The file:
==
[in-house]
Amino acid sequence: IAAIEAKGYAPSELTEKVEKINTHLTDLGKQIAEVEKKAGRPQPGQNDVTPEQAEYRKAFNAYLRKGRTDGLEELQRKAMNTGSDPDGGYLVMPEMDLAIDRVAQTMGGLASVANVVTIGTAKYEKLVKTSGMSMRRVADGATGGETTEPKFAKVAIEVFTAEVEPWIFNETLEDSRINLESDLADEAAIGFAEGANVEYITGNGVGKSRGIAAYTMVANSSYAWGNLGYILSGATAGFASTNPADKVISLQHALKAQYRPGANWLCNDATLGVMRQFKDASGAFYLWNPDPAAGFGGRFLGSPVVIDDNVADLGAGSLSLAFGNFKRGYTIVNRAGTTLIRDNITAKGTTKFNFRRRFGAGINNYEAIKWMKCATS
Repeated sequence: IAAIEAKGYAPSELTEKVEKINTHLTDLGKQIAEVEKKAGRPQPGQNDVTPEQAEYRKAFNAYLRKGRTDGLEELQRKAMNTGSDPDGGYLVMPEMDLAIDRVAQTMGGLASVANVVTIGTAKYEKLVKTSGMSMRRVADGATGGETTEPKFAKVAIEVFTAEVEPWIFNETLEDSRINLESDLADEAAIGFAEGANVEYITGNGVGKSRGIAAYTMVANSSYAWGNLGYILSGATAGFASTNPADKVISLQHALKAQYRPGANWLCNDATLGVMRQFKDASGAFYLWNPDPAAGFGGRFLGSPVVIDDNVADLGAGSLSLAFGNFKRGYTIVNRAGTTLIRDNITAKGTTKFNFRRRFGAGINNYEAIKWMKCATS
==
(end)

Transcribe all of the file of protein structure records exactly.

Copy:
[in-house]
Amino acid sequence: IAAIEAKGYAPSELTEKVEKINTHLTDLGKQIAEVEKKAGRPQPGQNDVTPEQAEYRKAFNAYLRKGRTDGLEELQRKAMNTGSDPDGGYLVMPEMDLAIDRVAQTMGGLASVANVVTIGTAKYEKLVKTSGMSMRRVADGATGGETTEPKFAKVAIEVFTAEVEPWIFNETLEDSRINLESDLADEAAIGFAEGANVEYITGNGVGKSRGIAAYTMVANSSYAWGNLGYILSGATAGFASTNPADKVISLQHALKAQYRPGANWLCNDATLGVMRQFKDASGAFYLWNPDPAAGFGGRFLGSPVVIDDNVADLGAGSLSLAFGNFKRGYTIVNRAGTTLIRDNITAKGTTKFNFRRRFGAGINNYEAIKWMKCATS
Repeated sequence: IAAIEAKGYAPSELTEKVEKINTHLTDLGKQIAEVEKKAGRPQPGQNDVTPEQAEYRKAFNAYLRKGRTDGLEELQRKAMNTGSDPDGGYLVMPEMDLAIDRVAQTMGGLASVANVVTIGTAKYEKLVKTSGMSMRRVADGATGGETTEPKFAKVAIEVFTAEVEPWIFNETLEDSRINLESDLADEAAIGFAEGANVEYITGNGVGKSRGIAAYTMVANSSYAWGNLGYILSGATAGFASTNPADKVISLQHALKAQYRPGANWLCNDATLGVMRQFKDASGAFYLWNPDPAAGFGGRFLGSPVVIDDNVADLGAGSLSLAFGNFKRGYTIVNRAGTTLIRDNITAKGTTKFNFRRRFGAGINNYEAIKWMKCATS